University's investment responsibility discussed at town hall meeting
BY RAY DELGADO
When it comes to understanding how the Stanford Management Company invests the university's $12 billion endowment, it helps to assume that the university owns or has owned stock in just about every publicly traded company, said finance Professor George Parker, chairman of the Advisory Panel on Investment Responsibility, at a town hall meeting April 6.
With that assumption, you eliminate the need for the university to disclose its investments, Parker said, and you should instead focus on calling the university's attention to companies that engage in questionable practices. It wasn't the answer that many students who attended the meeting were expecting to hear, but it did open the door to a productive, and sometimes emotional, dialogue on the university's obligation to manage the endowment responsibly.
The town hall meeting was convened to provide a forum for students, staff, faculty and alumni to hear about the university's investment policies and to voice their opposition to having the endowment invested in companies that may financially support oppressive or violent regimes or engage in questionable business practices.
The 12-member panel, which includes students, staff, faculty and alumni, is an advisory body to the Board of Trustees, which has ultimate fiduciary responsibility for the endowment. The endowment in managed on a daily basis by the Stanford Management Company. The panel was founded when the trustees adopted a "statement on investment responsibility" in 1971 to establish a guideline, structure and process for addressing what would later be called allegations of "substantial social injury" by companies in which the university invests.
Approximately two dozen students, and at least one faculty member, attended the meeting, and although the numbers suggested that the issue of investment responsibility is not as topical as it was back in 1987 when the university divested from companies that supported the South African government to protest apartheid, the students argued passionately for responsible investments.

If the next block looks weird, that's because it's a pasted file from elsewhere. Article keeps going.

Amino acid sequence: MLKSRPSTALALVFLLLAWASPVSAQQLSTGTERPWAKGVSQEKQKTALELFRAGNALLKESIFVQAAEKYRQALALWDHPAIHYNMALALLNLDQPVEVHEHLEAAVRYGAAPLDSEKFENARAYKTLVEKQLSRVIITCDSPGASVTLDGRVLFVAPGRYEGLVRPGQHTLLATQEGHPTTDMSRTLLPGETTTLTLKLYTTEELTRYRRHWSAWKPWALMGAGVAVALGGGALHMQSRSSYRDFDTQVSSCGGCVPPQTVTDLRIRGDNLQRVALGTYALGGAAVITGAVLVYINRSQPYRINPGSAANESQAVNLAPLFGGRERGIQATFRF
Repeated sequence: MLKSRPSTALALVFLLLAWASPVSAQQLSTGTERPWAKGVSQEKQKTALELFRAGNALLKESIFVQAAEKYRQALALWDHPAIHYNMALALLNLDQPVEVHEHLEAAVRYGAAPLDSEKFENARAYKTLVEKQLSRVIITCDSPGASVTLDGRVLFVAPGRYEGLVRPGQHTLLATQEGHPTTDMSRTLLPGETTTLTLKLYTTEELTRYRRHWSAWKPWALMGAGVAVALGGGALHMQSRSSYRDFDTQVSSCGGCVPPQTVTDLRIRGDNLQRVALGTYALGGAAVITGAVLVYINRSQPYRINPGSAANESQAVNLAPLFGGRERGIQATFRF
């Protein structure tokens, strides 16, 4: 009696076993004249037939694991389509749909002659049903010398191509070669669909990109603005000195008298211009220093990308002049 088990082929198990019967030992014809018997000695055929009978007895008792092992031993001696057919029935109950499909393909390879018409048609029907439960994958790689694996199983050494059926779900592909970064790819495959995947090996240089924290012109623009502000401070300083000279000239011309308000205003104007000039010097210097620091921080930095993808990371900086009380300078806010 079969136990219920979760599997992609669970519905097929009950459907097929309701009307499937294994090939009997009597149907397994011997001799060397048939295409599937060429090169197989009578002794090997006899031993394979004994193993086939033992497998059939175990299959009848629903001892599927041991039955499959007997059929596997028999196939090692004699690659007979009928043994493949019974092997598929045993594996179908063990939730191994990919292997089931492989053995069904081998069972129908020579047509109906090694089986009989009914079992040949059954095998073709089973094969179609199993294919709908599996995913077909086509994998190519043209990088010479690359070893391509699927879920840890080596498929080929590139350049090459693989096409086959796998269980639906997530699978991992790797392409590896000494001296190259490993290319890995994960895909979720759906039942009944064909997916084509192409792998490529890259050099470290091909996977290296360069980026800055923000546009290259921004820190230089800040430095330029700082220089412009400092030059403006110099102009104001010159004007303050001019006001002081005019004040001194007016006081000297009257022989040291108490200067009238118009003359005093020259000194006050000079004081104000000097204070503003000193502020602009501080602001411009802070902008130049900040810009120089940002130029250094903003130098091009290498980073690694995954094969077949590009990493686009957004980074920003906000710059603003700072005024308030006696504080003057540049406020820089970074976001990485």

"Has the [panel] considered genocide in Sudan and Darfur?" asked Seth Silverman, representing the group Students Taking Action Now: Darfur (STAND). "I can give you a list of five companies that have major interests in Sudan. I think that there is something to be said about having a clear conscience and to give a certain amount of assurance … that Stanford's dollars are not going toward funding genocide."
Silverman, the author of a letter to the panel that mentioned the companies that are doing business in Sudan, was praised by panel members for his approach in calling attention to companies that were of concern to him. Complaints about companies should include as many details as possible, because panel members typically require high thresholds of proof about alleged wrongdoings before recommending that the trustees take action against any particular business, said Parker, a faculty member of the Graduate School of Business.
Parker said he was told by the head of the Stanford Management Company that the university owns $1 million worth of stock in one particular Chinese company, PetroChina, that was singled out by student groups for helping the Sudanese government produce oil within the country. "I can tell you we do own it and maybe we shouldn't," Parker said.
Parker and several of the panelists indicated a willingness to consider the PetroChina matter in the coming weeks. The Harvard Corporation had earlier in the week announced its decision to divest from PetroChina over similar concerns.
"This is the forum and there's a certain dependence to have students hold us accountable," said panel member Debra Meyerson, associate professor of education. "I think what we need is to explain what do [complainants] do, how you hold us accountable."
On the whole, both the students and panelists highlighted several areas of communication that need to be worked on. Panelists agreed that the group needs a dedicated website that communicates its mission and provides detailed instructions for anyone who wants to lodge a complaint against a company, including guidelines on what a complaint should include.
Panelist Rick Banks, a professor at the Law School, said the panel must rely on community members to file detailed complaints that allege wrongdoing because most people on the panel don't have the time or resources to investigate specific companies.
"The real question is how you develop information about which companies are engaged in questionable acts," Banks said. "When you put a lot of cases together, the policies will follow."